Worried about my Weeping Willows and new pool

My wife and I bought a couple Weeping Willows for our back yard a couple years ago. This year, we had a pool built in the back as well. The pool isn't just done yet, but, a friend informed me that Weeping Willows' roots extend very far and can tear up pipes and such. How true is this? Do they only stretch out a certain distance? Right now they are on the very back of my yard, it's about a 10-15ft rise. On the other side of the hill there's a sort of dip where it stays wet for long periods after it rains. I guess it was the builders' attempt in making a drainage path. These Willows are still young but they're growing fast and are so beautiful, we really don't want to get rid of them. Thanks!
-Wing
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Willows are waterpigs, they will definetely be attracted to the pool and pipes. What distance are they from the pool?
Dave

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David J Bockman wrote:

How do they know there's water inside the pipes, or beyond the concrete? Wouldn't the roots grow just as much in the other direction - maybe even more if there was no resistance? What attracts them to the pool and pipes? Smell? Visuals survalence from the branches, passed to the roots? Can you fool them to think there's water in the oposite direction?
--
Warren H.

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I can't answer that question, but I can pose a similar one, which backs up the question from the Bud Light ads from years ago, "Why ask why?"
I used to plant (and will plant again) some pole beans. I used 8 ft high 4x4 posts with a crucifix-like bar across the top of each. Strings ran from stakes in the ground to the cross bar at the top, to keep the plants somewhat separated and allow more even light penetration. I installed two of these posts about 8 feet apart (opposite corners of the garden). When the beans reached the top and wanted to go further, they would begin growing toward the opposite poles, actually sending their branches horizontally. It was as if they figured out where their next best support option was. There were NEVER any branches headed anywhere EXCEPT for the opposite pole, and there was no string between the poles. Very strange.
If it happens again next season, I'll take some pictures and post them.
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With time, excavated ground around pipes (and concrete tanks) will settle, and wherever there are joins or connections, the slight loosening or constriction allows tiny beads of water to seep out. Willow roots seek moist soil. They will then insert a root finer than a hair into the seeping place; as soon as the root finds a larger water supply (in the pipe) it rapidly expands. Expanding willow roots can fracture pipes and concrete, and then fill and block the pipes completely.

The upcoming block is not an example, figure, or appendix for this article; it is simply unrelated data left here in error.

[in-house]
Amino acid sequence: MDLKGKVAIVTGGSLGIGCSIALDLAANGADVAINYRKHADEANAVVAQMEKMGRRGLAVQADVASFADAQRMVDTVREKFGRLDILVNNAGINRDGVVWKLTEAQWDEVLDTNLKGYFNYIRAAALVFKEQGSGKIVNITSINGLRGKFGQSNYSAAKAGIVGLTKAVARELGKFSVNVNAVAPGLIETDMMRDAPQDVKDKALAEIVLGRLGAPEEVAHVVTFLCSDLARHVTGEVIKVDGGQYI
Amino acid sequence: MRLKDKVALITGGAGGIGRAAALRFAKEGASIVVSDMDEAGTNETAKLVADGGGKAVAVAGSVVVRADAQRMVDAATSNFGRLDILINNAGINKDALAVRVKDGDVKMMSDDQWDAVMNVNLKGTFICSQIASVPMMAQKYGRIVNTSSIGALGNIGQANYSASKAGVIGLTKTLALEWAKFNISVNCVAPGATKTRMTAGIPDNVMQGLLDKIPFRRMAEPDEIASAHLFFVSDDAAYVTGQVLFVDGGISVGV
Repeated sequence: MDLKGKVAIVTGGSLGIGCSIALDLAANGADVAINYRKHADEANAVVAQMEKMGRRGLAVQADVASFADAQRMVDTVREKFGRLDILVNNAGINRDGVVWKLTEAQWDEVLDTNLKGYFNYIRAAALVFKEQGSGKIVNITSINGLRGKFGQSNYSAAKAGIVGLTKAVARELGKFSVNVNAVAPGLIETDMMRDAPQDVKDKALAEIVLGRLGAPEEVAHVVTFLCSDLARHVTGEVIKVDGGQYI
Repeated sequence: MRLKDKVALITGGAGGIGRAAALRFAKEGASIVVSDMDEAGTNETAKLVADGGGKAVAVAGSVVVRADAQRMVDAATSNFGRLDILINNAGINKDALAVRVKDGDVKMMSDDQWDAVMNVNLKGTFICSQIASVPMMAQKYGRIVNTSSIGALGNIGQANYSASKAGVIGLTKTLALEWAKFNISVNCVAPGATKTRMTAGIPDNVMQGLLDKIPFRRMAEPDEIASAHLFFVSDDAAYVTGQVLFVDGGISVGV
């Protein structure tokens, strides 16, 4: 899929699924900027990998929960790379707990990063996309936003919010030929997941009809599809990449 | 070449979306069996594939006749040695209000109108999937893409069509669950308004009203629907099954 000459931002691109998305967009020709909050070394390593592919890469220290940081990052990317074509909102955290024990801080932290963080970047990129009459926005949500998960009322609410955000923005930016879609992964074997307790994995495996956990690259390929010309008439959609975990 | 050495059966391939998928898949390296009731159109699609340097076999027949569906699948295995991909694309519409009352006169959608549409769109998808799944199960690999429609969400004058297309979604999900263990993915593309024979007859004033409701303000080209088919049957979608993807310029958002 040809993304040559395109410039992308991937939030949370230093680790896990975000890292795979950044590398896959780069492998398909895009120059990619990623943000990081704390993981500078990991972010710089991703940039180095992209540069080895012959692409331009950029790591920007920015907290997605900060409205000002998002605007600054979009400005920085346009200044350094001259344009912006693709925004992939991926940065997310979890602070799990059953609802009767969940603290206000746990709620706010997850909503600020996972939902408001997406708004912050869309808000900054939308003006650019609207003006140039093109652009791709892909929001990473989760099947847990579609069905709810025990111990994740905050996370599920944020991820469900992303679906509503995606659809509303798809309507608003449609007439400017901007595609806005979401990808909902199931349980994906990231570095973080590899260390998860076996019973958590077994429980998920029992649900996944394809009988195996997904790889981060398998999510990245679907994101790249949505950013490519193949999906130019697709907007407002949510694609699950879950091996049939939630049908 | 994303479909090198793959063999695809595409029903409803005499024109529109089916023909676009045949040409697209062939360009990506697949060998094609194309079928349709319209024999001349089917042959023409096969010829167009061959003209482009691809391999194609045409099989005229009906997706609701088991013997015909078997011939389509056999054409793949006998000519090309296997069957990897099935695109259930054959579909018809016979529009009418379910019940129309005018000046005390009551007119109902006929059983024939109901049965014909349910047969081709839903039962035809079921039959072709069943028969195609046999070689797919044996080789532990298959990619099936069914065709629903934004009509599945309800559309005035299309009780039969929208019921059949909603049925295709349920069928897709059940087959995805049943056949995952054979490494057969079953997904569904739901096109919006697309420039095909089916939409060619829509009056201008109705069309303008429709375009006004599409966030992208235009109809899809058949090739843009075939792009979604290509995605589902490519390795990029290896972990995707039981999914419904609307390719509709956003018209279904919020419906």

On TV I've seen time-lapse film of climbers "looking" for the nearest available support. Speeded up, they look like snakes swaying to the snakecharmer's pipe :-).
Janet.
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I disagree with the being attracted part (unless the pipes leak), but they can definitely tear things up.
I had 2 willows (now, after a hellacious battle, 1). Both grew roots across the surface of the lawn and under the sidewalk, lifting it up and cracking it. Cracking a pipe would be easy work for willow roots.
The one that remains is a giant. It looks good from a distance, but close up it's a mess. It's always dropping branches, and the roots are horrible to mow around. It's getting the axe soon, in favor of some bamboo.
-- spud_demon -at- thundermaker.net The above may not (yet) represent the opinions of my employer.
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dated Mon, 25 Oct 2004 22:26:11 GMT:

Spud is correct - unless there are obvious leaks or cracks in the concrete, willow roots will not necessarily be attracted to or "invade" pipes or break through a vertical wall of concrete, although they can and will lift concrete slabs. And if you have leaks in the pool enough to attract the roots of the willow, you have more serious problems than the trees will present.
OTOH, they are aggressive, surface rooted and messy trees and subject to a whole host of wind and insect and disease damage. Not a tree recommended for a smaller sized garden (ie., your typical suburban lot) and not one to be located in very close proximity to a pool if for nothing more than maintaining the pool will be an enormous and constant chore.
pam - gardengal
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On Wed, 27 Oct 2004 16:17:05 GMT, "Pam - gardengal"

in your lawn - they'll suck that moisture right up. I'll take dealing with a willow, which can easily be sheared, to a seepage area breeding slime and mosquitos any day.

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wrote:

I have a soft spot (emotional, not landscape) for them because of amusing examples in my neighborhood. Just posted a small pic to alt.binaries.pictures.gardens
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Maybe a pond would be a better idea than a pool. :-)
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Then be prepared for the possibility of them perforating the pool walls. Willow roots are very aggressive and will cut through concrete and burst through pipes and anything in their way. So, keep the trees if you aren't concerned about your pool possibly being punctured. Even unite can be punctured.
Need a good, cheap, knowledge expanding present for yourself or a friend? http://www.animaux.net/stern/present.html
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